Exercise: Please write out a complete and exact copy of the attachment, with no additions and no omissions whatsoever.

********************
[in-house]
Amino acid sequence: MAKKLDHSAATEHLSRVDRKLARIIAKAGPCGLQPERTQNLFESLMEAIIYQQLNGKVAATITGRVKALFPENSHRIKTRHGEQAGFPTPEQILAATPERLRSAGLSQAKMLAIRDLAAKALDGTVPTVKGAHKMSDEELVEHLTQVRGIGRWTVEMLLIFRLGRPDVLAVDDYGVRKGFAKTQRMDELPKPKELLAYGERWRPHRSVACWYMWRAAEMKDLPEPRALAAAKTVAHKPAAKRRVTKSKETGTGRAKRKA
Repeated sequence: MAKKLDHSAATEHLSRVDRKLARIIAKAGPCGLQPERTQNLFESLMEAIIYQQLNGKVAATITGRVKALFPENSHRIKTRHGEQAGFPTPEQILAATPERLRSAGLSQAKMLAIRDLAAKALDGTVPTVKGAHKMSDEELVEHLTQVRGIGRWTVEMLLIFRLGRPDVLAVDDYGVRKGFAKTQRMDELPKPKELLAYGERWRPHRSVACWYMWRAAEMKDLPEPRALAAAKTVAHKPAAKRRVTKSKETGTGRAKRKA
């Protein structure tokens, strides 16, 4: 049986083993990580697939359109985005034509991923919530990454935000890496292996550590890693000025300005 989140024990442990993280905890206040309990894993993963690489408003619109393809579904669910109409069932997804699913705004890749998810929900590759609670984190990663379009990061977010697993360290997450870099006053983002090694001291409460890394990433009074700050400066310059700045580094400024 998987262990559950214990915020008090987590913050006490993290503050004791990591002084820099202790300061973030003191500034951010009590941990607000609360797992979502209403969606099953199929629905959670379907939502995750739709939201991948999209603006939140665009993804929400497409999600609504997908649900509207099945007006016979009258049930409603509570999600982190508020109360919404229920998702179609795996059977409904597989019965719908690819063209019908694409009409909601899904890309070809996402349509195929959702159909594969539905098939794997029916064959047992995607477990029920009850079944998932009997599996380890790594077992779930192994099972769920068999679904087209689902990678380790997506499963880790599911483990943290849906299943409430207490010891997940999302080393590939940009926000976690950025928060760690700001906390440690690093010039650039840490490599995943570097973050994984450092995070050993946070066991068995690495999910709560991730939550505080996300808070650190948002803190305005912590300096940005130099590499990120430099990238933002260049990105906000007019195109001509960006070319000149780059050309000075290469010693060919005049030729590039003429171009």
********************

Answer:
[in-house]
Amino acid sequence: MAKKLDHSAATEHLSRVDRKLARIIAKAGPCGLQPERTQNLFESLMEAIIYQQLNGKVAATITGRVKALFPENSHRIKTRHGEQAGFPTPEQILAATPERLRSAGLSQAKMLAIRDLAAKALDGTVPTVKGAHKMSDEELVEHLTQVRGIGRWTVEMLLIFRLGRPDVLAVDDYGVRKGFAKTQRMDELPKPKELLAYGERWRPHRSVACWYMWRAAEMKDLPEPRALAAAKTVAHKPAAKRRVTKSKETGTGRAKRKA
Repeated sequence: MAKKLDHSAATEHLSRVDRKLARIIAKAGPCGLQPERTQNLFESLMEAIIYQQLNGKVAATITGRVKALFPENSHRIKTRHGEQAGFPTPEQILAATPERLRSAGLSQAKMLAIRDLAAKALDGTVPTVKGAHKMSDEELVEHLTQVRGIGRWTVEMLLIFRLGRPDVLAVDDYGVRKGFAKTQRMDELPKPKELLAYGERWRPHRSVACWYMWRAAEMKDLPEPRALAAAKTVAHKPAAKRRVTKSKETGTGRAKRKA
């Protein structure tokens, strides 16, 4: 049986083993990580697939359109985005034509991923919530990454935000890496292996550590890693000025300005 989140024990442990993280905890206040309990894993993963690489408003619109393809579904669910109409069932997804699913705004890749998810929900590759609670984190990663379009990061977010697993360290997450870099006053983002090694001291409460890394990433009074700050400066310059700045580094400024 998987262990559950214990915020008090987590913050006490993290503050004791990591002084820099202790300061973030003191500034951010009590941990607000609360797992979502209403969606099953199929629905959670379907939502995750739709939201991948999209603006939140665009993804929400497409999600609504997908649900509207099945007006016979009258049930409603509570999600982190508020109360919404229920998702179609795996059977409904597989019965719908690819063209019908694409009409909601899904890309070809996402349509195929959702159909594969539905098939794997029916064959047992995607477990029920009850079944998932009997599996380890790594077992779930192994099972769920068999679904087209689902990678380790997506499963880790599911483990943290849906299943409430207490010891997940999302080393590939940009926000976690950025928060760690700001906390440690690093010039650039840490490599995943570097973050994984450092995070050993946070066991068995690495999910709560991730939550505080996300808070650190948002803190305005912590300096940005130099590499990120430099990238933002260049990105906000007019195109001509960006070319000149780059050309000075290469010693060919005049030729590039003429171009």